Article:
Sundance Breakout Star Bel Powley Plays a Lustful, Lovelorn Teen Whose Life is an Open Book in 'Diary'


It only took a few days for Sundance to unofficially anoint its Next Big Star: On Saturday, the festival premiered The Diary of a Teenage Girl, a ’70s-set Bay Area drama about Minnie, a 15-year-old aspiring cartoonist whose sexual desires threatens to upend her family. As played by 22-year-old British newcomer Bel Powley, Minnie is an emo shape-shifter, alternating between brazen and heartbroken, revved-up and regretful, horny and hollowed-out.

It’s a delicate, unpredictable performance — and a highly sexual one, thanks to the movie’s pleasure-seeking plot: Minnie, who views herself as ugly and therefore unloveable, is obsessed with losing her virginity as soon as possible. So while her mother (Kristen Wiig, continuing her sneaky streak as an indie superstar) gets sucked into San Francisco’s partying scene, Minnie pursues her mom’s sad-goofus boyfriend, Monroe (Alexander Skarsgård), for a series of physically intoxicating, initially ego-gratifying sexual encounters (interestingly, the 20-year age difference between Minnie and Monroe is barely remarked upon here, and Skarsgård's character is portrayed less as a predator, and more as a dim-witted, selfish pleasure-seeker).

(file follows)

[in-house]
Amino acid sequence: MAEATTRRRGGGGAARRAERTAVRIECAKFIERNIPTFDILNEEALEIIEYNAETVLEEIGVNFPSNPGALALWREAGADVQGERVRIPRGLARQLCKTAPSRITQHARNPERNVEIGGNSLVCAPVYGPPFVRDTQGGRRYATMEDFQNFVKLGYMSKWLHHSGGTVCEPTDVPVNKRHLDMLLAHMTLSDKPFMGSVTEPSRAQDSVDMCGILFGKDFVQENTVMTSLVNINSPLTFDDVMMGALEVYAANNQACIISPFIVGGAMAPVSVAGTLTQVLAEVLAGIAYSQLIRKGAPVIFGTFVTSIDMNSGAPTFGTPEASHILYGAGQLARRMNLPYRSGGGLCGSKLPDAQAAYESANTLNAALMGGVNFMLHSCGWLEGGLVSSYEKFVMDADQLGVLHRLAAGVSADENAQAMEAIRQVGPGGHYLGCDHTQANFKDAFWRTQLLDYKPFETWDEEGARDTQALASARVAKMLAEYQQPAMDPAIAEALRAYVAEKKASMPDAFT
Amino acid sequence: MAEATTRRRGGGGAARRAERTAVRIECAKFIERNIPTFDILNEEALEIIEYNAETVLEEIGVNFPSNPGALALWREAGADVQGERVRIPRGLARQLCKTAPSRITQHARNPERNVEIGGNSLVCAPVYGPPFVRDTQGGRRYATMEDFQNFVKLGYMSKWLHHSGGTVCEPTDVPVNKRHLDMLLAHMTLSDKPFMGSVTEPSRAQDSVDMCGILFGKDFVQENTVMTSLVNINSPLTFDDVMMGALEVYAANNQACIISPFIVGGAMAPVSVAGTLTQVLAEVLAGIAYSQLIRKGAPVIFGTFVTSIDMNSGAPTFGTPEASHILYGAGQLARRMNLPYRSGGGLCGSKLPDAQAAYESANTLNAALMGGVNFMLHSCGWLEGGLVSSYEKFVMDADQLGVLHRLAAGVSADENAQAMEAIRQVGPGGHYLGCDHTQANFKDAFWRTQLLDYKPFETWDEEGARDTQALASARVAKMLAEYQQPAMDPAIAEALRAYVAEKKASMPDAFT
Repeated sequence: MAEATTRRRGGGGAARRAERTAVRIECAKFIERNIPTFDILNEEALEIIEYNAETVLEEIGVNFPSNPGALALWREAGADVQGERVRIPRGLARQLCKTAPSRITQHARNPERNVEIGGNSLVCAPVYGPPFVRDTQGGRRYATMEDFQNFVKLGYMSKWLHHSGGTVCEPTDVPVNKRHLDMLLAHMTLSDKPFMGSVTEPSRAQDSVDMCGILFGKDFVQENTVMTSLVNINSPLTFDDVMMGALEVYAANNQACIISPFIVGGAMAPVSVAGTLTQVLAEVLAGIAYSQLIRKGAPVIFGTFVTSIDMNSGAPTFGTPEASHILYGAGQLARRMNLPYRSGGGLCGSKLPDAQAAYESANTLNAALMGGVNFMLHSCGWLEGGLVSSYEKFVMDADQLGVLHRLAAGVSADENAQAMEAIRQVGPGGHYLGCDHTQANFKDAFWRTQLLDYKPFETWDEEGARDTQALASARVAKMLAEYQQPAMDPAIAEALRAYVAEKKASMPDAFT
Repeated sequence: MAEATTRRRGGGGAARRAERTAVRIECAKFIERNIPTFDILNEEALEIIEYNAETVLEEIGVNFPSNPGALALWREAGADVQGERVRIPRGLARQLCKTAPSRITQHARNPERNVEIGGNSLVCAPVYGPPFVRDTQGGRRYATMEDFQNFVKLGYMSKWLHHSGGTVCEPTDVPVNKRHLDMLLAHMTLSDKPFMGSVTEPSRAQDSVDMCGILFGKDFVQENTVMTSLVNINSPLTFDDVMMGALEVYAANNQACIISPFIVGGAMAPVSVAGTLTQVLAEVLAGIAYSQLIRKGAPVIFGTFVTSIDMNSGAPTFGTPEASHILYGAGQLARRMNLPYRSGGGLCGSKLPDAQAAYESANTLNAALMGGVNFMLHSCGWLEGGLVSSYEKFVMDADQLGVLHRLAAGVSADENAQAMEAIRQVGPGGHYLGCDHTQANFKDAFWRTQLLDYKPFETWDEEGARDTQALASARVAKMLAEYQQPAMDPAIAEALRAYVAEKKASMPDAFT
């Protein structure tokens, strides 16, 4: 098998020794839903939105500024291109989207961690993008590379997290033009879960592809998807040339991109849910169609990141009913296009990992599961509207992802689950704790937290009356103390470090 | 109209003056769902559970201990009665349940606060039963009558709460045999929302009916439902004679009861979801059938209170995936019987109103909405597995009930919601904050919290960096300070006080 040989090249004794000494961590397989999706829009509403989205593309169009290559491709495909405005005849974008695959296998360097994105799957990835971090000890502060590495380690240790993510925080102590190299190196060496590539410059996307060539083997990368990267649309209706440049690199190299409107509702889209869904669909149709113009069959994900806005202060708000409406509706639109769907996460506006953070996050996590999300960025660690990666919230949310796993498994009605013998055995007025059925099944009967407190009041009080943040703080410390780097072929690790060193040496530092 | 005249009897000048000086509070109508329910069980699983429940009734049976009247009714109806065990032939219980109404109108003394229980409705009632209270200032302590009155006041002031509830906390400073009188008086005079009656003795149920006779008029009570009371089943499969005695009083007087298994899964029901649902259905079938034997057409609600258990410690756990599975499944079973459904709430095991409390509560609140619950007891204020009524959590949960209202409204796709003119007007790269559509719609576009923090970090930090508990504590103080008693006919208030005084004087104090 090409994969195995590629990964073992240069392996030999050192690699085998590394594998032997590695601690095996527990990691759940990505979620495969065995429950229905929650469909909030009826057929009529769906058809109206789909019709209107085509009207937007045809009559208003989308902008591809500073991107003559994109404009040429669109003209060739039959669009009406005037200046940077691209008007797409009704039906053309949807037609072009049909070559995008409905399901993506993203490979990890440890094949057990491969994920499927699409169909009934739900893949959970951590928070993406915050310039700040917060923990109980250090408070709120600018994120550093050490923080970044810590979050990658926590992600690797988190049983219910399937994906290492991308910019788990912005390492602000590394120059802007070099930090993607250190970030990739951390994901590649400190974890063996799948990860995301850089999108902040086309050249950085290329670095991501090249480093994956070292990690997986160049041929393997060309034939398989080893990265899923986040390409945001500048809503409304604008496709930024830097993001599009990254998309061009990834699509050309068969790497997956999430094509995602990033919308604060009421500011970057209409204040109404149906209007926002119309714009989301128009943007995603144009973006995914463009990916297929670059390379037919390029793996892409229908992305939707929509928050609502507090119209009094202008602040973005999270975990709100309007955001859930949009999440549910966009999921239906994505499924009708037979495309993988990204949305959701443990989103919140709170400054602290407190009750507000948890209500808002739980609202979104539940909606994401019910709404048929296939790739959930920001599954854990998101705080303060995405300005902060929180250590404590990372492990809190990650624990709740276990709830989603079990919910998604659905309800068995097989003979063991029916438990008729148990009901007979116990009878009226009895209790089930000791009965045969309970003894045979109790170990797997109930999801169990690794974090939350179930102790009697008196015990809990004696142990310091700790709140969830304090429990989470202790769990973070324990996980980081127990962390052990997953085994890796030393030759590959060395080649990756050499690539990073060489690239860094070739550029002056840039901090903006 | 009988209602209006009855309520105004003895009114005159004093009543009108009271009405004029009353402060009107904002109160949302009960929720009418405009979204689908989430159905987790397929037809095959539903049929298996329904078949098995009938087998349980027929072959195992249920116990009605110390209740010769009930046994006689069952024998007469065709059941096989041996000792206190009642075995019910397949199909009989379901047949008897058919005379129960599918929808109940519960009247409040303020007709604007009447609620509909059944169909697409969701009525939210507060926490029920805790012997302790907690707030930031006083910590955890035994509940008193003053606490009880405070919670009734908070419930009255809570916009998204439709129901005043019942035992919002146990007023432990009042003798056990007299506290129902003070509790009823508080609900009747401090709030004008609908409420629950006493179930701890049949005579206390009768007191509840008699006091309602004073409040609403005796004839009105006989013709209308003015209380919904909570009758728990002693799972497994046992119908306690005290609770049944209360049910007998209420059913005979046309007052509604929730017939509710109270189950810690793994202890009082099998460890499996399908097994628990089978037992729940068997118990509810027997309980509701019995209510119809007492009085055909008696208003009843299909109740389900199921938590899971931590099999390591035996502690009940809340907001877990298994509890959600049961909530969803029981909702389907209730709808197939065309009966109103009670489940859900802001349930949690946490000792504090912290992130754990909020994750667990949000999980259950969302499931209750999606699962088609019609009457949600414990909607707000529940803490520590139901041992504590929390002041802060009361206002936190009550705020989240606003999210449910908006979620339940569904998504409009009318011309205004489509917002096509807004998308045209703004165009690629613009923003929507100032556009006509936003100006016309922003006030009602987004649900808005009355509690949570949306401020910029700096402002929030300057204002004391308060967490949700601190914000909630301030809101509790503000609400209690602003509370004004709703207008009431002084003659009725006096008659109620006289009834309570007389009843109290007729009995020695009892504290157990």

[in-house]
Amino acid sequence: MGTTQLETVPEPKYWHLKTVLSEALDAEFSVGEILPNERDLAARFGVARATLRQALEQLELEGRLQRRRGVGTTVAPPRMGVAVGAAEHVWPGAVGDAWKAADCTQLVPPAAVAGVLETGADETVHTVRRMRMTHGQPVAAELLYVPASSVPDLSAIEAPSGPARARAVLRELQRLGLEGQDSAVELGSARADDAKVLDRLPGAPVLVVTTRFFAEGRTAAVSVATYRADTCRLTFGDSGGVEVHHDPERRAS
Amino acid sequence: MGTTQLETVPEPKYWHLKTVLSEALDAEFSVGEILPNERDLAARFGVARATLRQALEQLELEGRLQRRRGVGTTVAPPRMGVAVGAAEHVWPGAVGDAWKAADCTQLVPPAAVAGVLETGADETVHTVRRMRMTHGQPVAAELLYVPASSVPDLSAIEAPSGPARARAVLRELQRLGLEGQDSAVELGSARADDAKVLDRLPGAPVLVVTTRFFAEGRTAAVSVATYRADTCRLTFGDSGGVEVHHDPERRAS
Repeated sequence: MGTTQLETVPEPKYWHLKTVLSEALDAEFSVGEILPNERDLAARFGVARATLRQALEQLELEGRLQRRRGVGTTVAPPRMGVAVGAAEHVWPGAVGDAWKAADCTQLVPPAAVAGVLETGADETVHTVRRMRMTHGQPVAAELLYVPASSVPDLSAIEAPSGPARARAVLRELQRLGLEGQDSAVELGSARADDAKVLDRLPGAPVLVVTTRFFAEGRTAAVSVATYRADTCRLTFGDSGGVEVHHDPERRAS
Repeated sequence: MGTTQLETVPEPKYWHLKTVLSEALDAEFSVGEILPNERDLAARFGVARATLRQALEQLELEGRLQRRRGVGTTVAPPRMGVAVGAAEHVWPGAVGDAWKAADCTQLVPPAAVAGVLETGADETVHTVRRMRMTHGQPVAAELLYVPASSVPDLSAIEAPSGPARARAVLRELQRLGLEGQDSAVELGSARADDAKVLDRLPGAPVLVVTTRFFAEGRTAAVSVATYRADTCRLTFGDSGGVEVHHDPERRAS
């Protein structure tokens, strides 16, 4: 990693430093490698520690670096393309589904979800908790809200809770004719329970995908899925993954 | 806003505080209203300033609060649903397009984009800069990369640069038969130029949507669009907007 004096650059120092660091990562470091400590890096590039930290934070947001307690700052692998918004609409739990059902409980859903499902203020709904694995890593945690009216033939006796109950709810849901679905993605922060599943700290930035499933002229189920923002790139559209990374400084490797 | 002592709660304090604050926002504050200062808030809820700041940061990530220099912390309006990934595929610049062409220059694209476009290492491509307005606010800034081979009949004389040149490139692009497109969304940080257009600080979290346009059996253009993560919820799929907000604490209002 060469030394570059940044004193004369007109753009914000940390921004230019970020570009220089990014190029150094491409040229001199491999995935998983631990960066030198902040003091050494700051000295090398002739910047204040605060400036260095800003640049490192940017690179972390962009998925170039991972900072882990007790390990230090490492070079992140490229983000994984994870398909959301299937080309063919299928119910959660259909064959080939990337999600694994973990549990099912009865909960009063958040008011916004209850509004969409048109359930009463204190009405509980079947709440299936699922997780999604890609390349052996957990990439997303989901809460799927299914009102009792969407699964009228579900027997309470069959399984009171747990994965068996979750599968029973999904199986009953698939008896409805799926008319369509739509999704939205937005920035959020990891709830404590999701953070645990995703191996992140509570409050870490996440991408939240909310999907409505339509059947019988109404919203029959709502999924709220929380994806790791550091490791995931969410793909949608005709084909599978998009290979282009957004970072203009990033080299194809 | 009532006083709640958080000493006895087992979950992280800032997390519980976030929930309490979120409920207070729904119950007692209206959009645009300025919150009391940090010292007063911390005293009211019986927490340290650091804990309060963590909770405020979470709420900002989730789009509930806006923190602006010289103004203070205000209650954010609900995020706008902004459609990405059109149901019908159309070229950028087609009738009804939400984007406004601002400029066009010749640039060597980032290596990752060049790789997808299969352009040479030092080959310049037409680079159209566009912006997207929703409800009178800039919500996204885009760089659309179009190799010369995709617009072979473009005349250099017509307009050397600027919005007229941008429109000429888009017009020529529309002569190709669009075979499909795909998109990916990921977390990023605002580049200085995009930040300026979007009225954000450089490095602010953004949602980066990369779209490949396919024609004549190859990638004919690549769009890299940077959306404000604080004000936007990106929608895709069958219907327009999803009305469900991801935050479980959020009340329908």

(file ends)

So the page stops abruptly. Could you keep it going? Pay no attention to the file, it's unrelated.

When Minnie begins to confuse her desires with love, she begins an emotional nose dive that’s chronicled in the movie via diary entries and lovely on-screen animation. But the real inner strength of Diary — which was acquired at the festival by Sony Pictures Classics — comes from Powley, whose voice, body, and wide-eyed gaze connect the character to the viewer with a sometimes unsettling intimacy (that connection proves especially helpful in the film’s overlong, overly repetitive second act). It’s the kind of performance that cements Sundance's reputation as indie cinema's best new-talent terrain.

Note: This post has been updated since its original publication to include new information